Kathryn L Falb, Jeannie Annan, Jhumka Gupta
The Lancet Global Health, 2015, 3(6);e302-e303
Published online: June 2015
Abstract / Resumen:
This year marks 20 years since 189 countries signed the Beijing Declaration and Platform for Action and committed to prioritisation of women’s empowerment and gender equality. Yet a recently released UN analysis1 shows that violence against women persists at “alarmingly high levels”. Worldwide, one in three women reports sexual or physical violence from a male partner at some point in their lifetime, and such experiences have been linked with harmful effects on health, including maternal morbidity, poor mental health, and vulnerability to HIV/AIDS.2 The UN report also contends that progress towards gender equality has been slow.1 Effective and scalable interventions to reduce intimate partner violence remain scarce, and questions remain about what drives individual violence and why prevalence differs across settings and countries. Lori Heise and Andreas Kotsadam’s study in The Lancet Global Health, is thus very timely, and is a major advance in the understanding of worldwide intimate partner violence. This analysis of data from 44 countries suggests that gender inequality at the macro-level (ie, country-level) serves as a key driver in women’s individual risk of violence and provides insight into why prevalence of intimate partner violence varies across countries…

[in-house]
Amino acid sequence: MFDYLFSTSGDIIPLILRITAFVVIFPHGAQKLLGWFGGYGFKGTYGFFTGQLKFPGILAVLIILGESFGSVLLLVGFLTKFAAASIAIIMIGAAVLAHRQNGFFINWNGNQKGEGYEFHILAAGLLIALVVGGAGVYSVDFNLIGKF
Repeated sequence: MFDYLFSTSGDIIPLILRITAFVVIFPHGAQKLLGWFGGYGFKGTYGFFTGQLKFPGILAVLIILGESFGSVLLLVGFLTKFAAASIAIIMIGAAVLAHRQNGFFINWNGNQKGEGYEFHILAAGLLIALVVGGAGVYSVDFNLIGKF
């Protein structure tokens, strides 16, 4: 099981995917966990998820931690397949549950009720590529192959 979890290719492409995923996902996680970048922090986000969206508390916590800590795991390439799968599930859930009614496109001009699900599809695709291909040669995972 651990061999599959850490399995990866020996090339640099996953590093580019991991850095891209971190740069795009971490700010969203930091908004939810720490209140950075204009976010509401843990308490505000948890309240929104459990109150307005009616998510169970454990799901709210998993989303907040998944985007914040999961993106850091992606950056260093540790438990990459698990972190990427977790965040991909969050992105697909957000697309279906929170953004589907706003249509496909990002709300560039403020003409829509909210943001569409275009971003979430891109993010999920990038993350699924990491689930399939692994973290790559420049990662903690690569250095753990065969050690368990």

Keywords / Palabras clave:
Gender and Health; Violence Against Women; Gender Equality
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